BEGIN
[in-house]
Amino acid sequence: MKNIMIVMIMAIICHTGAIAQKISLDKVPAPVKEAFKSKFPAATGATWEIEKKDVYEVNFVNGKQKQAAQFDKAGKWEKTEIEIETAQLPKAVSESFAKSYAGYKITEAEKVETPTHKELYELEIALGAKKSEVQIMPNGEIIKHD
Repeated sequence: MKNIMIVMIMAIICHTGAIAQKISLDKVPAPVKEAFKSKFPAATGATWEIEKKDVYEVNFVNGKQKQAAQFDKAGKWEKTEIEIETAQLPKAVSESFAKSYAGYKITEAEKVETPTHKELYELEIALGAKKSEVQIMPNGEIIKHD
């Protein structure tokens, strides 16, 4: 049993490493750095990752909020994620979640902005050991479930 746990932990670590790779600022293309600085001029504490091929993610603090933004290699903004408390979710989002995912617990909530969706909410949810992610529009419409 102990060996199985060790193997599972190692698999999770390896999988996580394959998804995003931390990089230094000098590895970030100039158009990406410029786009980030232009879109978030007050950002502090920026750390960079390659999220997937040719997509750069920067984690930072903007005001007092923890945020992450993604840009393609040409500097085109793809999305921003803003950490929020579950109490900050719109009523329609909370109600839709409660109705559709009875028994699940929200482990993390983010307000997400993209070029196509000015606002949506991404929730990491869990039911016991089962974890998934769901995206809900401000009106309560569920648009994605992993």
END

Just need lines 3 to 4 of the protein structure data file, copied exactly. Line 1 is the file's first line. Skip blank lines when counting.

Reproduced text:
Repeated sequence: MKNIMIVMIMAIICHTGAIAQKISLDKVPAPVKEAFKSKFPAATGATWEIEKKDVYEVNFVNGKQKQAAQFDKAGKWEKTEIEIETAQLPKAVSESFAKSYAGYKITEAEKVETPTHKELYELEIALGAKKSEVQIMPNGEIIKHD
């Protein structure tokens, strides 16, 4: 049993490493750095990752909020994620979640902005050991479930 746990932990670590790779600022293309600085001029504490091929993610603090933004290699903004408390979710989002995912617990909530969706909410949810992610529009419409 102990060996199985060790193997599972190692698999999770390896999988996580394959998804995003931390990089230094000098590895970030100039158009990406410029786009980030232009879109978030007050950002502090920026750390960079390659999220997937040719997509750069920067984690930072903007005001007092923890945020992450993604840009393609040409500097085109793809999305921003803003950490929020579950109490900050719109009523329609909370109600839709409660109705559709009875028994699940929200482990993390983010307000997400993209070029196509000015606002949506991404929730990491869990039911016991089962974890998934769901995206809900401000009106309560569920648009994605992993």